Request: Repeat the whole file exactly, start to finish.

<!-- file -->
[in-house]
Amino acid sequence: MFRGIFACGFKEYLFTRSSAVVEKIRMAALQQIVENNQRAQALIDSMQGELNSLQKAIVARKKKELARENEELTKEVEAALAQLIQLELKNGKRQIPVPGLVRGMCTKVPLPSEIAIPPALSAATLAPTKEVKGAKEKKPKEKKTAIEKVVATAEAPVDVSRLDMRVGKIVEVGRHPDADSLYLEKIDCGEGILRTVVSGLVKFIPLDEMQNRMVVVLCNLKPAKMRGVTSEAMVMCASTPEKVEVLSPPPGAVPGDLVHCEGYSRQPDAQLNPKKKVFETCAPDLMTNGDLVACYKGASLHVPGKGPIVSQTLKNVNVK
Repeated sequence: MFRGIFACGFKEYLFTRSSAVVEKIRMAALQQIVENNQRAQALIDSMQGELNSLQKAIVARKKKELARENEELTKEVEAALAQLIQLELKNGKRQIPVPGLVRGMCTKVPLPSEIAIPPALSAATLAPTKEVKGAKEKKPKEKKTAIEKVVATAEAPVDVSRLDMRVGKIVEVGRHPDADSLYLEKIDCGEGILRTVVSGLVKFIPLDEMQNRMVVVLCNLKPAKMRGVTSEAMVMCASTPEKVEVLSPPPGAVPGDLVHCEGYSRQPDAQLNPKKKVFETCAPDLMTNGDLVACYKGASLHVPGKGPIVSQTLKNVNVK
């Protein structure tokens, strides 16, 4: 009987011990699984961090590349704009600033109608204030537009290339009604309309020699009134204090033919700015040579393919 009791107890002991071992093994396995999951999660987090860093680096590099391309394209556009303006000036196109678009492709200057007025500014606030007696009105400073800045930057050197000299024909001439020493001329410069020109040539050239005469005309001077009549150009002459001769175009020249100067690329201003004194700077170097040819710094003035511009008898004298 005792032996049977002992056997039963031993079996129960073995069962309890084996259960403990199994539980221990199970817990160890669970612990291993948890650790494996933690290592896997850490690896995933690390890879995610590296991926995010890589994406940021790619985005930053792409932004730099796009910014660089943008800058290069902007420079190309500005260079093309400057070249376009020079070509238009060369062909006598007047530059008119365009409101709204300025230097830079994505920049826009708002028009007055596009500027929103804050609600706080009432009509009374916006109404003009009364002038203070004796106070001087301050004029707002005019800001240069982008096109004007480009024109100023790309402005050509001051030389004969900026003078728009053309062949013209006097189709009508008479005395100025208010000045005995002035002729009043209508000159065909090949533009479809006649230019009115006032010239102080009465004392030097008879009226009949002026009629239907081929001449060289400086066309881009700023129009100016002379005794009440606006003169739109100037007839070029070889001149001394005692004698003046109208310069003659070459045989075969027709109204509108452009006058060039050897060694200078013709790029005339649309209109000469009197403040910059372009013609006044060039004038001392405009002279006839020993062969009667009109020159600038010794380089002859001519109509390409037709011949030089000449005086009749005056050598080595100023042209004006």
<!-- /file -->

[in-house]
Amino acid sequence: MFRGIFACGFKEYLFTRSSAVVEKIRMAALQQIVENNQRAQALIDSMQGELNSLQKAIVARKKKELARENEELTKEVEAALAQLIQLELKNGKRQIPVPGLVRGMCTKVPLPSEIAIPPALSAATLAPTKEVKGAKEKKPKEKKTAIEKVVATAEAPVDVSRLDMRVGKIVEVGRHPDADSLYLEKIDCGEGILRTVVSGLVKFIPLDEMQNRMVVVLCNLKPAKMRGVTSEAMVMCASTPEKVEVLSPPPGAVPGDLVHCEGYSRQPDAQLNPKKKVFETCAPDLMTNGDLVACYKGASLHVPGKGPIVSQTLKNVNVK
Repeated sequence: MFRGIFACGFKEYLFTRSSAVVEKIRMAALQQIVENNQRAQALIDSMQGELNSLQKAIVARKKKELARENEELTKEVEAALAQLIQLELKNGKRQIPVPGLVRGMCTKVPLPSEIAIPPALSAATLAPTKEVKGAKEKKPKEKKTAIEKVVATAEAPVDVSRLDMRVGKIVEVGRHPDADSLYLEKIDCGEGILRTVVSGLVKFIPLDEMQNRMVVVLCNLKPAKMRGVTSEAMVMCASTPEKVEVLSPPPGAVPGDLVHCEGYSRQPDAQLNPKKKVFETCAPDLMTNGDLVACYKGASLHVPGKGPIVSQTLKNVNVK
């Protein structure tokens, strides 16, 4: 009987011990699984961090590349704009600033109608204030537009290339009604309309020699009134204090033919700015040579393919 009791107890002991071992093994396995999951999660987090860093680096590099391309394209556009303006000036196109678009492709200057007025500014606030007696009105400073800045930057050197000299024909001439020493001329410069020109040539050239005469005309001077009549150009002459001769175009020249100067690329201003004194700077170097040819710094003035511009008898004298 005792032996049977002992056997039963031993079996129960073995069962309890084996259960403990199994539980221990199970817990160890669970612990291993948890650790494996933690290592896997850490690896995933690390890879995610590296991926995010890589994406940021790619985005930053792409932004730099796009910014660089943008800058290069902007420079190309500005260079093309400057070249376009020079070509238009060369062909006598007047530059008119365009409101709204300025230097830079994505920049826009708002028009007055596009500027929103804050609600706080009432009509009374916006109404003009009364002038203070004796106070001087301050004029707002005019800001240069982008096109004007480009024109100023790309402005050509001051030389004969900026003078728009053309062949013209006097189709009508008479005395100025208010000045005995002035002729009043209508000159065909090949533009479809006649230019009115006032010239102080009465004392030097008879009226009949002026009629239907081929001449060289400086066309881009700023129009100016002379005794009440606006003169739109100037007839070029070889001149001394005692004698003046109208310069003659070459045989075969027709109204509108452009006058060039050897060694200078013709790029005339649309209109000469009197403040910059372009013609006044060039004038001392405009002279006839020993062969009667009109020159600038010794380089002859001519109509390409037709011949030089000449005086009749005056050598080595100023042209004006």